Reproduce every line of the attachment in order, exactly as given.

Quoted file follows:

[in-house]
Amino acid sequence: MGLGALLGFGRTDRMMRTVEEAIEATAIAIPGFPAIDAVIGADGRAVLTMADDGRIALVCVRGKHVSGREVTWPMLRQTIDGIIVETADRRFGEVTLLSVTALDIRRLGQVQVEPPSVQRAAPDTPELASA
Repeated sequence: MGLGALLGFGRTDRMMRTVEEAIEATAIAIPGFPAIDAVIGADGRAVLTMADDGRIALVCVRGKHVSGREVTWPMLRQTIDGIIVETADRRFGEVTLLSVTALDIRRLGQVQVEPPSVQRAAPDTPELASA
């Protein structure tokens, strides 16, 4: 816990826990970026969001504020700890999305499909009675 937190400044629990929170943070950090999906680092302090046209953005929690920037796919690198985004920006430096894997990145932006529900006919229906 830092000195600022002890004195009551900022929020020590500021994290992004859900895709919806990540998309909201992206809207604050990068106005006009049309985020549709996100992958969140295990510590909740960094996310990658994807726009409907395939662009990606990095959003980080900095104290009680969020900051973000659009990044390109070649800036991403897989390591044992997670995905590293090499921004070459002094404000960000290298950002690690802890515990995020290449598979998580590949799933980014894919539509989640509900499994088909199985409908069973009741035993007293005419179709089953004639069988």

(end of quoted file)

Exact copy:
[in-house]
Amino acid sequence: MGLGALLGFGRTDRMMRTVEEAIEATAIAIPGFPAIDAVIGADGRAVLTMADDGRIALVCVRGKHVSGREVTWPMLRQTIDGIIVETADRRFGEVTLLSVTALDIRRLGQVQVEPPSVQRAAPDTPELASA
Repeated sequence: MGLGALLGFGRTDRMMRTVEEAIEATAIAIPGFPAIDAVIGADGRAVLTMADDGRIALVCVRGKHVSGREVTWPMLRQTIDGIIVETADRRFGEVTLLSVTALDIRRLGQVQVEPPSVQRAAPDTPELASA
């Protein structure tokens, strides 16, 4: 816990826990970026969001504020700890999305499909009675 937190400044629990929170943070950090999906680092302090046209953005929690920037796919690198985004920006430096894997990145932006529900006919229906 830092000195600022002890004195009551900022929020020590500021994290992004859900895709919806990540998309909201992206809207604050990068106005006009049309985020549709996100992958969140295990510590909740960094996310990658994807726009409907395939662009990606990095959003980080900095104290009680969020900051973000659009990044390109070649800036991403897989390591044992997670995905590293090499921004070459002094404000960000290298950002690690802890515990995020290449598979998580590949799933980014894919539509989640509900499994088909199985409908069973009741035993007293005419179709089953004639069988």